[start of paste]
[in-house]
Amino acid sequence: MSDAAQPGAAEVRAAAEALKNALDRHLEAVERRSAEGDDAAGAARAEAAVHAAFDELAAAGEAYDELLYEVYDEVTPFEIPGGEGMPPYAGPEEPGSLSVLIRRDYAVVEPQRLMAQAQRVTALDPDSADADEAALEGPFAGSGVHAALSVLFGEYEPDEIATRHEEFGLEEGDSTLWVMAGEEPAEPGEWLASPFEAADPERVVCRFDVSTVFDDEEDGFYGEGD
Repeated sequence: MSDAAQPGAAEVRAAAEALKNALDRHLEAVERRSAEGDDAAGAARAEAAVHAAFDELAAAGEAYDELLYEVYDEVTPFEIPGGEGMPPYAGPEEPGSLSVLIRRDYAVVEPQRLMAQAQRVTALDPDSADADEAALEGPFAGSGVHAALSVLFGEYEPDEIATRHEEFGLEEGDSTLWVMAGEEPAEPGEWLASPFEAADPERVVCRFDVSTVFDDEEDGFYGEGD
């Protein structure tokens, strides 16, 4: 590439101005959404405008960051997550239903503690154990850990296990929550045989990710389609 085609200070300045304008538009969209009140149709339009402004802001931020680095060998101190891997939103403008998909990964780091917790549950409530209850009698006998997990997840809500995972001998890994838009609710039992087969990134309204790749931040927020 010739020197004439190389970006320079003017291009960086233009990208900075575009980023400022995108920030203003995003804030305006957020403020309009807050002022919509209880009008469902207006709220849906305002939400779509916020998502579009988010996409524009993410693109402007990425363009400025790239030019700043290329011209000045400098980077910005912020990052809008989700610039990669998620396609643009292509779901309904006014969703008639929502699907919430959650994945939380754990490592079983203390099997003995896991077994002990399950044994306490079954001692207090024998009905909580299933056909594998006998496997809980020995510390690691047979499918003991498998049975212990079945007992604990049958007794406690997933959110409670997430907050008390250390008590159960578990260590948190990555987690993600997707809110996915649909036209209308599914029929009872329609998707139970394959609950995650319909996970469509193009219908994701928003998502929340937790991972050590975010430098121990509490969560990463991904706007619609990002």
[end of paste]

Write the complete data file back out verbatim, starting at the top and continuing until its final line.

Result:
[in-house]
Amino acid sequence: MSDAAQPGAAEVRAAAEALKNALDRHLEAVERRSAEGDDAAGAARAEAAVHAAFDELAAAGEAYDELLYEVYDEVTPFEIPGGEGMPPYAGPEEPGSLSVLIRRDYAVVEPQRLMAQAQRVTALDPDSADADEAALEGPFAGSGVHAALSVLFGEYEPDEIATRHEEFGLEEGDSTLWVMAGEEPAEPGEWLASPFEAADPERVVCRFDVSTVFDDEEDGFYGEGD
Repeated sequence: MSDAAQPGAAEVRAAAEALKNALDRHLEAVERRSAEGDDAAGAARAEAAVHAAFDELAAAGEAYDELLYEVYDEVTPFEIPGGEGMPPYAGPEEPGSLSVLIRRDYAVVEPQRLMAQAQRVTALDPDSADADEAALEGPFAGSGVHAALSVLFGEYEPDEIATRHEEFGLEEGDSTLWVMAGEEPAEPGEWLASPFEAADPERVVCRFDVSTVFDDEEDGFYGEGD
């Protein structure tokens, strides 16, 4: 590439101005959404405008960051997550239903503690154990850990296990929550045989990710389609 085609200070300045304008538009969209009140149709339009402004802001931020680095060998101190891997939103403008998909990964780091917790549950409530209850009698006998997990997840809500995972001998890994838009609710039992087969990134309204790749931040927020 010739020197004439190389970006320079003017291009960086233009990208900075575009980023400022995108920030203003995003804030305006957020403020309009807050002022919509209880009008469902207006709220849906305002939400779509916020998502579009988010996409524009993410693109402007990425363009400025790239030019700043290329011209000045400098980077910005912020990052809008989700610039990669998620396609643009292509779901309904006014969703008639929502699907919430959650994945939380754990490592079983203390099997003995896991077994002990399950044994306490079954001692207090024998009905909580299933056909594998006998496997809980020995510390690691047979499918003991498998049975212990079945007992604990049958007794406690997933959110409670997430907050008390250390008590159960578990260590948190990555987690993600997707809110996915649909036209209308599914029929009872329609998707139970394959609950995650319909996970469509193009219908994701928003998502929340937790991972050590975010430098121990509490969560990463991904706007619609990002």